But—and this is a big but—all that moral complexity and character development could also be read as inconsistency, especially in the later sequels. Clive Barker was in step with the ’80s or if the ’80s were in step with Clive Barker, but either way it works.


  1. John’s Horror Corner: Hellbound: Hellraiser II (1988), exploring Clive Barker’s Labyrinth and Cenobite upgrades. | Movies, Films & Flix
  2. John’s Horror Corner INDEX: a list of all my horror reviews by movie release date | Movies, Films & Flix
  3. John’s Horror Corner: Hellraiser 3: Hell on Earth (1992), Pinhead in the big city and the biggest action sequence of the franchise. | Movies, Films & Flix
  4. John’s Horror Corner: Hellraiser: Bloodline (1996), an anthology that is so much more than simply Pinhead in space. | Movies, Films & Flix
  5. John’s Horror Corner: Hellraiser: Inferno (2000), a crime thriller about a dirty cop, the Puzzle Box and The Engineer. | Movies, Films & Flix
  6. John’s Horror Corner: A Nightmare on Elm Street 2: Freddy’s Revenge (1985), a sequel with a very different story to tell. | Movies, Films & Flix
  7. John’s Horror Corner: Deadtime Stories (1986), a wonderfully campy horror anthology with diverse effects and dark fairy tales. | Movies, Films & Flix
  8. John’s Horror Corner: Hellraiser VI: Hellseeker (2002), a decent direct-to-DVD horror film and an “okay” Hellraiser film. | Movies, Films & Flix
  9. John’s Horror Corner: A Nightmare on Elm Street 4: Dream Master (1988), continuing the evolution of Freddy Krueger’s influence. | Movies, Films & Flix
  10. John’s Horror Corner: Hellraiser VII: Deader (2005), a trippy, cult-driven mystery of resurrection. | Movies, Films & Flix
  11. John’s Horror Corner: Critters (1986), a sci-horror comedy creature feature follow-up to Gremlins (1984) with viciously cute flesh-eating aliens. | Movies, Films & Flix
  12. John’s Horror Corner: Pumpkinhead II: Blood Wings (1993), a decent B-movie creature feature sequel that pales to the original. | Movies, Films & Flix
  13. John’s Horror Corner: Lifeforce (1985), Tobe Hooper’s big budget naked space vampire epic. | Movies, Films & Flix
  14. John’s Horror Corner: Resident Evil: Apocalypse (2004), Milla Jovovich versus yet more viral zombies and mutant monsters. | Movies, Films & Flix
  15. John’s Horror Corner: The Void (2016), the indie horror where The Thing’s (1982) practical effects meet Lovecraft and Barker! | Movies, Films & Flix
  16. John’s Horror Corner: Baskin (2015), a disturbed, disorienting and gory Turkish terror about cults and Hell. | Movies, Films & Flix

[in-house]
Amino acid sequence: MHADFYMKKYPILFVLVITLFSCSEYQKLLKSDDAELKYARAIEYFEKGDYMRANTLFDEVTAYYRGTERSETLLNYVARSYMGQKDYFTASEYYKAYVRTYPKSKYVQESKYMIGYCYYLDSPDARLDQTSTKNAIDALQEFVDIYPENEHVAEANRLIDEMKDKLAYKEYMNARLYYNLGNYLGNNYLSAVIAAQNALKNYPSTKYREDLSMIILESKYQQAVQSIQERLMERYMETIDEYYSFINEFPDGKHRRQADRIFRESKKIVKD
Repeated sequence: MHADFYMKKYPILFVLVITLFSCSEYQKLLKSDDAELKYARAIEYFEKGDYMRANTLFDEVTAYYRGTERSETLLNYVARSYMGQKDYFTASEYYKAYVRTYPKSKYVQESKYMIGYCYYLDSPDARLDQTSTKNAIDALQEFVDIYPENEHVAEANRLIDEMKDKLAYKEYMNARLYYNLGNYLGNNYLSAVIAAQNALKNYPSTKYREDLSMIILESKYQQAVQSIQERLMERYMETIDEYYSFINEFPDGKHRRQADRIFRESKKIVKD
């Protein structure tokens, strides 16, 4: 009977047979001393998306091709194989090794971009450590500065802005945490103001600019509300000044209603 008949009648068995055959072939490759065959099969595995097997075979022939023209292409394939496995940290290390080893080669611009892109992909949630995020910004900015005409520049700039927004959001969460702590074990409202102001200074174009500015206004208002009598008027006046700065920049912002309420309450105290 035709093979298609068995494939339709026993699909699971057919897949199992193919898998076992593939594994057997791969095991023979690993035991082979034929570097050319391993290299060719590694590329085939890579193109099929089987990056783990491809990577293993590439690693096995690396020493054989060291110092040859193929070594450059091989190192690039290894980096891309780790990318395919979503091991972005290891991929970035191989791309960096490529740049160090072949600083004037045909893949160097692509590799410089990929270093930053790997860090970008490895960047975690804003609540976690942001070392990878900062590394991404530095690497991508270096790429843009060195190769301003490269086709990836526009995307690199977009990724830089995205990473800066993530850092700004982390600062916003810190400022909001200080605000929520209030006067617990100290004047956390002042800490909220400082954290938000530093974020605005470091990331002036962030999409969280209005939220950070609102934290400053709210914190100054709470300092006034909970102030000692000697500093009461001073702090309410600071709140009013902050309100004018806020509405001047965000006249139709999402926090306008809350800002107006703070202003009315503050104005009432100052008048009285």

17. John’s Horror Corner: Fright Night 2 (1988), a stylish sequel to our favorite 80s vampire movie. | Movies, Films & Flix
  18. John’s Horror Corner: Wrong Turn 5: Bloodlines (2012), not quite the worst of this hillbilly horror franchise. | Movies, Films & Flix
  19. John’s Horror Corner: Hellraiser VIII: Hellworld (2005), the only movie in the franchise I didn’t like (so far). | Movies, Films & Flix
  20. John’s Horror Corner: Saw II (2005), more brutal, more death traps, more ominous tapes, more Jigsaw! | Movies, Films & Flix
  21. John’s Horror Corner: Friday the 13th Part VI: Jason Lives (1986), introducing zombie Jason to more camp counselors and some of the most fun death scenes of the franchise so far. | Movies, Films & Flix
  22. The Best Transformation Scenes of Horror, Part 3: Deadtime Stories (1986), Hellraiser (1987), A Nightmare on Elm Street Part 4 (1988), and Dangerous Seductress (1995) | Movies, Films & Flix
  23. John’s Horror Corner: Hellraiser IX: Revelations (2011), basically a fan film honorarium to the 1987 original, with a dash of home invasion. | Movies, Films & Flix
  24. John’s Horror Corner: Hellraiser X: Judgment (2018), an inspired yet completely uninnovating retelling of Hell’s mythology. | Movies, Films & Flix
  25. John’s Horror Corner: The Creature Below (2016, aka The Dark Below), a British tentacle monster movie that makes an effort. | Movies, Films & Flix
  26. John’s Horror Corner: The Hills Have Eyes (1977), Wes Craven’s cannibal cult classic. | Movies, Films & Flix
  27. John’s Horror Corner: The Phantom of the Opera (1989), Robert Englund’s gory reimagining of Andrew Lloyd Webber’s fictitious classic composer. | Movies, Films & Flix
  28. John’s Horror Corner: Warlock 3: The End of Innocence (1999), the only disappointment of the franchise. | Movies, Films & Flix
  29. John’s Horror Corner: Child’s Play 3 (1991), Chucky goes to military school and breaks his Voodoo rules in this serviceable sequel. | Movies, Films & Flix
  30. John’s Horror Corner: Demon Seed (1977), an odd 70s Sci-Fi gem about an evil computer with artificial intelligence that wants to have a baby. | Movies, Films & Flix
  31. John’s Horror Corner: Killer Klowns from Outer Space (1988), in-your-face goofy shenanigans veiled in murderous menace with fantastic creature effects! | Movies, Films & Flix
  32. John’s Horror Corner: The Suckling (1990; aka Sewage Baby), a very schlocky, very gory mutant monster baby B-movie. | Movies, Films & Flix